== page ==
In our last post on the subject matter, we noted that there is no one platform, just one workflow, and the only way to make progress is to define the one workflow, identify a set of overlapping/integrating systems to achieve the one workflow, identify vendors that can provide these systems, and then select those vendors that best meet overall organizational needs and move forward.
But where does one start? This is a very tough question, and very organization dependent.
- What does the organization have now?
- Where is the organization in its Next Level Supply Management journey?
- What is the talent profile — what is its average and collective IQ, EQ, and TQ?
- What are the organization’s biggest pain points?
- What are the organization’s top pressures?
- What is the organization’s budget?
- What resources does the organization have available to support implementation and change management?
- What resources and programs do its current, and prospective, vendors have to help?
- And so on.
It’s tough. Typically, an organization makes the jump when it’s desperate to get savings, and typically, when doing a systems buy, the organization will focus on the system that is advertised to identify the biggest return. In Supply Management, that’s a true strategic sourcing system that supports complex sourcing as only decision optimization and spend analysis technologies have been repeatedly found to identify year-over-year savings in excess of 10%, with everything else being single digits.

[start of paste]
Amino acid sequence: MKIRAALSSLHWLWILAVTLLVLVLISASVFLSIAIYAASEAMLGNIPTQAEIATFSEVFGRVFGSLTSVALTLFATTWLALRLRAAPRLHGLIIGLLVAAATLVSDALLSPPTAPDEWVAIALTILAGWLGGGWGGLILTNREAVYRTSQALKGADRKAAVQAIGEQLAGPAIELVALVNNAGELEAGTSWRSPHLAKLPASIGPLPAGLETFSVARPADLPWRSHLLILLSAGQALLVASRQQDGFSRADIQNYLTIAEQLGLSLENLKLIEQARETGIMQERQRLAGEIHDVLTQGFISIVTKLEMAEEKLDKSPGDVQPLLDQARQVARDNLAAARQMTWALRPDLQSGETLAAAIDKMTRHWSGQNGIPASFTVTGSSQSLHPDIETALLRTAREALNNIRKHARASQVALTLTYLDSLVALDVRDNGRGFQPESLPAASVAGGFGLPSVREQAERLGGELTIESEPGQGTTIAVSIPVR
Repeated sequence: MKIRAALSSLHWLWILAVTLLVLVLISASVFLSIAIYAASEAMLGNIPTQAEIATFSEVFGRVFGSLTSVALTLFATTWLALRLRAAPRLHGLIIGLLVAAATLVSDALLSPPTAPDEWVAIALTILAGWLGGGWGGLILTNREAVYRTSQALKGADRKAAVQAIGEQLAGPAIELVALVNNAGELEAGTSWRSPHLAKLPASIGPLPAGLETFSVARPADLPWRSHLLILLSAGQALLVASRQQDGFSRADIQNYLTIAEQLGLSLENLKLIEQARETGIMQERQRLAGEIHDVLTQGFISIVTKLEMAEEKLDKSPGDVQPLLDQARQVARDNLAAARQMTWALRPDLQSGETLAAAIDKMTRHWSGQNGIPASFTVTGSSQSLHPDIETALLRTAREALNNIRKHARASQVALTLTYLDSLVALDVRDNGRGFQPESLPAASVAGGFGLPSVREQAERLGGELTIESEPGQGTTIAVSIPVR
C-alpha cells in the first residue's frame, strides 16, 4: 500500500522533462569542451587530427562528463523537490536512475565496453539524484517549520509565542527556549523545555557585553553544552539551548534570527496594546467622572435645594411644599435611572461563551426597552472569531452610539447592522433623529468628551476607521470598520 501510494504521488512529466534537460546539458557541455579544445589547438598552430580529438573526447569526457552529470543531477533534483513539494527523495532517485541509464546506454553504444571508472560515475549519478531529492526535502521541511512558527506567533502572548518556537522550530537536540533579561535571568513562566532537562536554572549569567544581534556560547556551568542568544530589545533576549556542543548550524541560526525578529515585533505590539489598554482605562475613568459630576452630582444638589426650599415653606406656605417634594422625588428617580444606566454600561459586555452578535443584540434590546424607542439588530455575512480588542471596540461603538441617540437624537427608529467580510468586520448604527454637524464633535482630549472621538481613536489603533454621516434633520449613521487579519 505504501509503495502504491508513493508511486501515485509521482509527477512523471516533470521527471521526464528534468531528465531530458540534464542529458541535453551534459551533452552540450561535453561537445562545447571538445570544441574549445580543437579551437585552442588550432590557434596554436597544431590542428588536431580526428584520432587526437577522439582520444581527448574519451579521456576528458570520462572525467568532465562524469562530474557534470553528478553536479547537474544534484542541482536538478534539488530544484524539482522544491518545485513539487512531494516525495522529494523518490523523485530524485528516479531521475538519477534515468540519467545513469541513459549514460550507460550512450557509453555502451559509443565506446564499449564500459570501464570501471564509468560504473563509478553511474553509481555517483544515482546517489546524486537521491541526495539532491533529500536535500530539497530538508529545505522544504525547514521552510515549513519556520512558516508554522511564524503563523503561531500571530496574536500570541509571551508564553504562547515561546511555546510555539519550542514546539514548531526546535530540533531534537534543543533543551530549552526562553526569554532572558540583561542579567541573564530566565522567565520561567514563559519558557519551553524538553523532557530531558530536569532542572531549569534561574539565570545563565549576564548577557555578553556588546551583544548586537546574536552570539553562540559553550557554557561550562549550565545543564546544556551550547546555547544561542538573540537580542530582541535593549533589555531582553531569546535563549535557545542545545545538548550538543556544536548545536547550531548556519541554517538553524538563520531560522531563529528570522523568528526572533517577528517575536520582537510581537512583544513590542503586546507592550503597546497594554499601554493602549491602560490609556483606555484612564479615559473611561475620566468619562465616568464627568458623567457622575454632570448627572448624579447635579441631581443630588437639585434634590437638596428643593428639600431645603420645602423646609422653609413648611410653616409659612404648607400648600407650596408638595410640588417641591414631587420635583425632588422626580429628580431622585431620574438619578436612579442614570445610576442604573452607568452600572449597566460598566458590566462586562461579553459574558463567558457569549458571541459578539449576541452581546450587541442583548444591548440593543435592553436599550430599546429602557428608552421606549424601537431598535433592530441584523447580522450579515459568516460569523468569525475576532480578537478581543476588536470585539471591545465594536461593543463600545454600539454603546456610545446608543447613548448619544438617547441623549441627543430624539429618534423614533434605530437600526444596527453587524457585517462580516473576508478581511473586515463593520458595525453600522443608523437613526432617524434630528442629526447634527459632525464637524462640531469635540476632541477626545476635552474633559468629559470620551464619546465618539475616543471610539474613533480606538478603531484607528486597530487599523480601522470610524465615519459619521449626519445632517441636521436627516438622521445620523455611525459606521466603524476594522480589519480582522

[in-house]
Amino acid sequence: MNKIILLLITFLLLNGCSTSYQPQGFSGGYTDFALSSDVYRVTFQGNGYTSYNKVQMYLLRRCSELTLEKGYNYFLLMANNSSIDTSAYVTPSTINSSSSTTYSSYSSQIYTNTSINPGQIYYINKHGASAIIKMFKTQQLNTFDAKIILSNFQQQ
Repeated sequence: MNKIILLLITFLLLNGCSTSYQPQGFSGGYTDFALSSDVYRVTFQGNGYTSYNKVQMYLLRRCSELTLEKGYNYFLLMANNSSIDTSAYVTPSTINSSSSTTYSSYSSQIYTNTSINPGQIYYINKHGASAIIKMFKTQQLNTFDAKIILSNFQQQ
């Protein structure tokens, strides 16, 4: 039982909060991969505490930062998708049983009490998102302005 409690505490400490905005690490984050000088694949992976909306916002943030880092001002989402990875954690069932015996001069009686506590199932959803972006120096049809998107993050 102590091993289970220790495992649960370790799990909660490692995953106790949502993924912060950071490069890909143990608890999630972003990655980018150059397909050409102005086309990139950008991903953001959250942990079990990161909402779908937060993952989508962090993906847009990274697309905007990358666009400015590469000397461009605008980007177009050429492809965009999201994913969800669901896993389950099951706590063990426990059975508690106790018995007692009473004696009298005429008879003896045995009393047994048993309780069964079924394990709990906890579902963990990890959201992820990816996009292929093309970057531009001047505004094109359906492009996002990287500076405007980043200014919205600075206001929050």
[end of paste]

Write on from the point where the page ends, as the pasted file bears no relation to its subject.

But identification is not realization. In an average organization without the proper processes and systems to support contract implementation, as per a classic AMR series on reaching sourcing excellence, an average organization will only capture 60 cents to 70 cents of every dollar of negotiated savings at the end of the day.
If the organization is not set up to capture savings, it has to start simple. Processes. e-Procurement. SRM to get suppliers on board with processes and programs that will allow it to capture data and insure the suppliers deliver the value they promise without constant monitoring by the buyer. If the organization is set up to capture savings, but can’t identify any, it has to look at more complex platforms or options. However, regardless of the answers to the above questions, it should start simple and work it’s way up the technology and process complexity ladder. The key to success will be adoption, and that will mean not overwhelming those that will be required to adopt the new systems and processes if success is to be achieved.